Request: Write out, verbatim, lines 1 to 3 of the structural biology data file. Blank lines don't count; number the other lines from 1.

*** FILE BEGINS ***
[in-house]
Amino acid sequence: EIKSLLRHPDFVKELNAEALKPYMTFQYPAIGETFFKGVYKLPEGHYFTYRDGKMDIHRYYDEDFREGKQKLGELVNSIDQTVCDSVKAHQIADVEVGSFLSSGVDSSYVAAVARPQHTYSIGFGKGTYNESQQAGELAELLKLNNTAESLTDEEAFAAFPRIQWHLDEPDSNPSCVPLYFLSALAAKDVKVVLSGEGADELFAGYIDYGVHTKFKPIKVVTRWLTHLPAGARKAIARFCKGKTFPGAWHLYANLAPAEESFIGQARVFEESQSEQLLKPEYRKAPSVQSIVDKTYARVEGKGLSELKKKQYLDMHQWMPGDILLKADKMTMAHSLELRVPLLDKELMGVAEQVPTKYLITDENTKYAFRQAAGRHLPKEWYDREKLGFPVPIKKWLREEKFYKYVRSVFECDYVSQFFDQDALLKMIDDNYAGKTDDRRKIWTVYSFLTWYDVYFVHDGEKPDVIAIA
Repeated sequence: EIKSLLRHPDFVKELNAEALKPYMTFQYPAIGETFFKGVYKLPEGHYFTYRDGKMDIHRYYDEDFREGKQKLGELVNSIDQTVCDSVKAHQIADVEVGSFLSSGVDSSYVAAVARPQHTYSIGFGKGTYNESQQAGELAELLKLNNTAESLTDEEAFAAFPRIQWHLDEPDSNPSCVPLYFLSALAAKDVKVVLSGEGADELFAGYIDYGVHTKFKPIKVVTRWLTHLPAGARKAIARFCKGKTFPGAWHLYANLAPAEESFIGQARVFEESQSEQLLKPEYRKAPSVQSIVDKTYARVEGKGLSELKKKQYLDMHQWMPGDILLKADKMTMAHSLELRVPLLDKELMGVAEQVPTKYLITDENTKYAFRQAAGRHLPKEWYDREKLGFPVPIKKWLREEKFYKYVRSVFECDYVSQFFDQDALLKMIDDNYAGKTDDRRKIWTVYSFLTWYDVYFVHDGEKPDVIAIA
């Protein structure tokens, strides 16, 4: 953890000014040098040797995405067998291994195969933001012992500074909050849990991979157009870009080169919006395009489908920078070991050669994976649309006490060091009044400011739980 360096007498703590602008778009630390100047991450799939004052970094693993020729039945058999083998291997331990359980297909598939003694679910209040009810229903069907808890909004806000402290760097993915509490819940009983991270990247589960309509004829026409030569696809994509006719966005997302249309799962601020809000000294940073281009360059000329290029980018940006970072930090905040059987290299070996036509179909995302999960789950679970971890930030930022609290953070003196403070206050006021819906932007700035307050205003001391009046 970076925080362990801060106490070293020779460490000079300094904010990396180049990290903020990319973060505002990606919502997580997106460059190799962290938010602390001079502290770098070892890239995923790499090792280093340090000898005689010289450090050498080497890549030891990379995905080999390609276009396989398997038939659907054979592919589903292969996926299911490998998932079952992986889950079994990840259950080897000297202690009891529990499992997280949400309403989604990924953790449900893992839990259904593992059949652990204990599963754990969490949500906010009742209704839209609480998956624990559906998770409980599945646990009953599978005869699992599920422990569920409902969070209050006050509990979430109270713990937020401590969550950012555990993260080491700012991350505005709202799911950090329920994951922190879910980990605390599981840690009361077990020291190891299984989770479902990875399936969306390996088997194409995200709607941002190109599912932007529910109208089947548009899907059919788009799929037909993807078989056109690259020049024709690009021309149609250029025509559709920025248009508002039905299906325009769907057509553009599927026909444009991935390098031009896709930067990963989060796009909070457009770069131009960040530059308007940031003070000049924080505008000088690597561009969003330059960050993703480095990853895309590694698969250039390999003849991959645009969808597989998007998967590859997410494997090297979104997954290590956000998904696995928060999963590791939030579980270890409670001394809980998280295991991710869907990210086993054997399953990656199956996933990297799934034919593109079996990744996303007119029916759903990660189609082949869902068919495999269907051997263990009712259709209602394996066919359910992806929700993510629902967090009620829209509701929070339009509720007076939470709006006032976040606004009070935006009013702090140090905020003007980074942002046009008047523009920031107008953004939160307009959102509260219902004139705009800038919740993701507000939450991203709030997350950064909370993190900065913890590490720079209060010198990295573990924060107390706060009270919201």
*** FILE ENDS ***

[in-house]
Amino acid sequence: EIKSLLRHPDFVKELNAEALKPYMTFQYPAIGETFFKGVYKLPEGHYFTYRDGKMDIHRYYDEDFREGKQKLGELVNSIDQTVCDSVKAHQIADVEVGSFLSSGVDSSYVAAVARPQHTYSIGFGKGTYNESQQAGELAELLKLNNTAESLTDEEAFAAFPRIQWHLDEPDSNPSCVPLYFLSALAAKDVKVVLSGEGADELFAGYIDYGVHTKFKPIKVVTRWLTHLPAGARKAIARFCKGKTFPGAWHLYANLAPAEESFIGQARVFEESQSEQLLKPEYRKAPSVQSIVDKTYARVEGKGLSELKKKQYLDMHQWMPGDILLKADKMTMAHSLELRVPLLDKELMGVAEQVPTKYLITDENTKYAFRQAAGRHLPKEWYDREKLGFPVPIKKWLREEKFYKYVRSVFECDYVSQFFDQDALLKMIDDNYAGKTDDRRKIWTVYSFLTWYDVYFVHDGEKPDVIAIA
Repeated sequence: EIKSLLRHPDFVKELNAEALKPYMTFQYPAIGETFFKGVYKLPEGHYFTYRDGKMDIHRYYDEDFREGKQKLGELVNSIDQTVCDSVKAHQIADVEVGSFLSSGVDSSYVAAVARPQHTYSIGFGKGTYNESQQAGELAELLKLNNTAESLTDEEAFAAFPRIQWHLDEPDSNPSCVPLYFLSALAAKDVKVVLSGEGADELFAGYIDYGVHTKFKPIKVVTRWLTHLPAGARKAIARFCKGKTFPGAWHLYANLAPAEESFIGQARVFEESQSEQLLKPEYRKAPSVQSIVDKTYARVEGKGLSELKKKQYLDMHQWMPGDILLKADKMTMAHSLELRVPLLDKELMGVAEQVPTKYLITDENTKYAFRQAAGRHLPKEWYDREKLGFPVPIKKWLREEKFYKYVRSVFECDYVSQFFDQDALLKMIDDNYAGKTDDRRKIWTVYSFLTWYDVYFVHDGEKPDVIAIA